Last Updated: 2011-07-07 00:33:06 UTC
by Rob VandenBrink (Version: 1)
Yesterday's story on delayed patching or situations where patching is blocked by policy created a lot of discussion, and I thought it was worth another go, from a different perspective.
There are lots of things we use daily that have an OS, applications and security issues that we NEVER patch. Sometimes because we don't think of it, sometimes because we are denied by regulations. Very often we don't patch them because the manufacturer treats them as throwaway devices - there simply are no patches.
What especially brings this to mind is that I was that after yesterday's story, I was explaining the concept of "malware" to my son (he's 10). My explanation was that it was software that someone wrote, to make a system do something that it wasn't intended to do. Pretty much straight out of my SEC504 notes come to think of it (thanks, Ed!)
Anyway, that brought a few examples to mind - I'll list a few:
Windows (and other) hosts in the Pharmaceutical industry:
Machines used in pharmaceutical manufacturing need to be "re-certified" after every change. This confuses me somewhat, since the owner of the unit defines the testing procedure for re-certification (things like "copy a file, do a transaction etc), so it should be easy right? Long story short, this recert process tends to freeze things in time on devices that are directly involved in manufacturing of pharmaceuticals. I cringe whenever I walk past that Windows 95 machine at one customer of mine
Embedded LINUX (and *nix) OS devices:
We tend to think of these the same way we think of lightswitches, but in most cases they run a full Linux OS. Nothing too critical, you know, trivial things like elevator controls, security cameras, HVAC (Heating/Ventilation/Air Conditioning) Systems come to mind for instance.
Embedded Devices in Healthcare (both Windows and Linux)
Again, we think of these as devices rather than computers. Things like IV pumps, controls for X-RAY and CAT-Scan machines, Ultrasounds and the like. There have been very public disclosures (and responses to yesterday's post) about Conficker and other malware running on gear of this type, and as far as I can tell neither the manufacturers or the regulators are too-too excited about it, and I think they should be - the hospital system administrators sure aren't happy about it.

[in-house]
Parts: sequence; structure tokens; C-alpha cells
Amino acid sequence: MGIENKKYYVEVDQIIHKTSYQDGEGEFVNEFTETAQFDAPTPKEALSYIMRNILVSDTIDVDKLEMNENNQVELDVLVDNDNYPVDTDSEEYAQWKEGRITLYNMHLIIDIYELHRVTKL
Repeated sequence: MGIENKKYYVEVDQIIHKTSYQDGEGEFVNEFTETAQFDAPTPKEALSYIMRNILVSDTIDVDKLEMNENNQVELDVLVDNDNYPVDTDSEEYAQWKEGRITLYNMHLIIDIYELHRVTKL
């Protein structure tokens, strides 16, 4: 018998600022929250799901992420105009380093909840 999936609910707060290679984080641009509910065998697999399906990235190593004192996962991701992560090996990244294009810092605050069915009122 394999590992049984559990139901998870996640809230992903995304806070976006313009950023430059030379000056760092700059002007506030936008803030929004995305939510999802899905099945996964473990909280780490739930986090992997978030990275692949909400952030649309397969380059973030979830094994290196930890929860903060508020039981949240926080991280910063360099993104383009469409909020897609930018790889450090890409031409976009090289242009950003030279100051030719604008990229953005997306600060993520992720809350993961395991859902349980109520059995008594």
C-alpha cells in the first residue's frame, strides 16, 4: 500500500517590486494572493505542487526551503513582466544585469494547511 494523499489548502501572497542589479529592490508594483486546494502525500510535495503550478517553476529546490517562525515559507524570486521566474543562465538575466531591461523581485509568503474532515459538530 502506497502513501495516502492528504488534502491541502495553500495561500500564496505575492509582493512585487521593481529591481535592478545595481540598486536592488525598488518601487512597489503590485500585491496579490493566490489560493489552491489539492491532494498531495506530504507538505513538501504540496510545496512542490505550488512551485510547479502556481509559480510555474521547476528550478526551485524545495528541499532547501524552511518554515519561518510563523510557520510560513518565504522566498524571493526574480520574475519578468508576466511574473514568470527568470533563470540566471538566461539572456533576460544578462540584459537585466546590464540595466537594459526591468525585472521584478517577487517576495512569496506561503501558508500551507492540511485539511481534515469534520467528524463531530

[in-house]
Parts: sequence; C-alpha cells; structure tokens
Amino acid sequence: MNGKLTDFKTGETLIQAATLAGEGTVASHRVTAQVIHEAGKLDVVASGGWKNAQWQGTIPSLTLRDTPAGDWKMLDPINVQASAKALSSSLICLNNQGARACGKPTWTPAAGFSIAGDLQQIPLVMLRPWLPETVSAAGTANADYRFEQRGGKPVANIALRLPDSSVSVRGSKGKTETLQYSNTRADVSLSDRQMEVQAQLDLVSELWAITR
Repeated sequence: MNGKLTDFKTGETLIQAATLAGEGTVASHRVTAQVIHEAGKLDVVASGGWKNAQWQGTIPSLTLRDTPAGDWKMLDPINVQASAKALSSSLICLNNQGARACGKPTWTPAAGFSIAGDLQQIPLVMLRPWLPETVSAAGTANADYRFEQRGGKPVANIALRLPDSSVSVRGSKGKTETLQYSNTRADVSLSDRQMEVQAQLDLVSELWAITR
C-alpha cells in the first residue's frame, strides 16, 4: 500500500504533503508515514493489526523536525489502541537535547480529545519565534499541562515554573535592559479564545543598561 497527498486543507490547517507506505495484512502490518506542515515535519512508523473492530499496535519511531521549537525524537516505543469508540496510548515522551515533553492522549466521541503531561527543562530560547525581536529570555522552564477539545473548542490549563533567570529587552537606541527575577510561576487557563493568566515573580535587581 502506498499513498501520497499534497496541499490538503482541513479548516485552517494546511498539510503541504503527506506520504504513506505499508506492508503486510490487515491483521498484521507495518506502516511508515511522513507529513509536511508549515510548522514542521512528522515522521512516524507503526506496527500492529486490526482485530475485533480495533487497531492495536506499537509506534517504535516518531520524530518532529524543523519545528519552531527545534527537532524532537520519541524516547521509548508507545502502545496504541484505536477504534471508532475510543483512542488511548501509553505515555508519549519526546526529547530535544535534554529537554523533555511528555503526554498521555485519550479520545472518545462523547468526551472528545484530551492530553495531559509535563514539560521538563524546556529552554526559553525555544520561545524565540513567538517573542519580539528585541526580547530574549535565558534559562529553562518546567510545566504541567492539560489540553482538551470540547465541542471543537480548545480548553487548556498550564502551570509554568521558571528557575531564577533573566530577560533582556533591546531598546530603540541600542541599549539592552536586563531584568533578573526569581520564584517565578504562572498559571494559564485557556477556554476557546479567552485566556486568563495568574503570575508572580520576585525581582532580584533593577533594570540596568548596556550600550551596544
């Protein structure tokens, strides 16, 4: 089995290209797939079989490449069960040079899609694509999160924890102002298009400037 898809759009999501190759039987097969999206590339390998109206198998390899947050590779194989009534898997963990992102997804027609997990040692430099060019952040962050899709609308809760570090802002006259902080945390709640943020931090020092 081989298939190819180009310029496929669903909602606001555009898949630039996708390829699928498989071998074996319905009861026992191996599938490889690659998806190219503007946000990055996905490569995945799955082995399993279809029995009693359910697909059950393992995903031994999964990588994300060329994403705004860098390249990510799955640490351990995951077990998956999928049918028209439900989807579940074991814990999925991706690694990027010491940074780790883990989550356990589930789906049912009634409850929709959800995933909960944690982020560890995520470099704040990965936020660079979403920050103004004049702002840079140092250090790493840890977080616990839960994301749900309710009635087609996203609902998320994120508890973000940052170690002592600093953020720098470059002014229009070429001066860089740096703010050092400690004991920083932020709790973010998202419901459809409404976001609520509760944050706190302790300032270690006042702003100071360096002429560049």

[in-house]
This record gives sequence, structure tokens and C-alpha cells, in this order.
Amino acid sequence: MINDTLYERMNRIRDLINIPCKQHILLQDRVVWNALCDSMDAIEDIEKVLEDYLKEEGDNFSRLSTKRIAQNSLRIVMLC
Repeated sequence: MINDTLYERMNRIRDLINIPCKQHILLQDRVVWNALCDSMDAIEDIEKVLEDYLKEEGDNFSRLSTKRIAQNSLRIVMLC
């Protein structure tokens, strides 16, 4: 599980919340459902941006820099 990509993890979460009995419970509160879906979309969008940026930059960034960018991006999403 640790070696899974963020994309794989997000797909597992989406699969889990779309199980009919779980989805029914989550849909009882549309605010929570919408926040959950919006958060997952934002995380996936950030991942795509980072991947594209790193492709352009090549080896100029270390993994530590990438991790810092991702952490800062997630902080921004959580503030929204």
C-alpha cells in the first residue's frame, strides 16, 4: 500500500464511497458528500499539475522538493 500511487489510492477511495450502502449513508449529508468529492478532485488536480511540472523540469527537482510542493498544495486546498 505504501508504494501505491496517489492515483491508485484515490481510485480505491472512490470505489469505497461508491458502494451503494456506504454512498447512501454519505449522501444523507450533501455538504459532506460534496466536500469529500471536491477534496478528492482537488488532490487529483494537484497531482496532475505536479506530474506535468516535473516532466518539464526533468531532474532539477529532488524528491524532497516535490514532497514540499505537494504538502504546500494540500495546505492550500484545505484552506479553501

Prosthetics are getting more and more complex - huge advances in prosthetic limbs, hearing and sight aids all involve computers embedded in the device.
And even simple devices like pacemakers are re-programmed remotely (and wirelessly). When my dad told me how cool getting his unit re-calibrated was, I couldn't help but see the down side (but didn't discuss it with him). Do you want to take bets on how many heads of state, or CEOs for that matter have a pacemaker? Or how much a well placed "cardiac incident" might influence global or financial affairs?
It's a good thing that there's no direct transport for malware across the silicon / carbon unit boundary. One day we'll go to the hospital for a simple procedure, and instead of worrying about MRSA or C-DIF, we'll worry about catching CONFICKER-YYZ instead !
And a lot closer to home ... Did you drive to work today?
Aside from your entertainment system, your car has a fully documented, >>unsecured<< network and operating system with an open and documented API (google "ODB II" sometime). Even better, by law this unsecured network and OS has a wireless link in it (your tire pressure sensors are short range, remotely activated wireless transmitters). No risk there if someone else started a remote control session on your car between the house and the grocery store - this might seem over the top, but not by too much
We talk about protecting our nations critical infrastructure, but I think we're missing the boat on loads of critical infrastructure that doesn't involve generating electricity, pumping oil or running water systems. Remember that definition of malware above, and remember (not too far back) that STUXNET was targeted and written to make nuclear plant systems behave "to make a system do something it wasn't intended to do".
I think we don't need to think much harder to make a long, long list of critical systems that we'd have a hard time dealing with if they stopped working properly.
Again, I invite you, our readers to comment - describe any devices or systems that we deal with on a daily basis, that we wouldn't normally patch or update, or cannot patch or update. Extra points for critical type devices, but if your toaster has a USB port that's sure interesting as well (I want one !)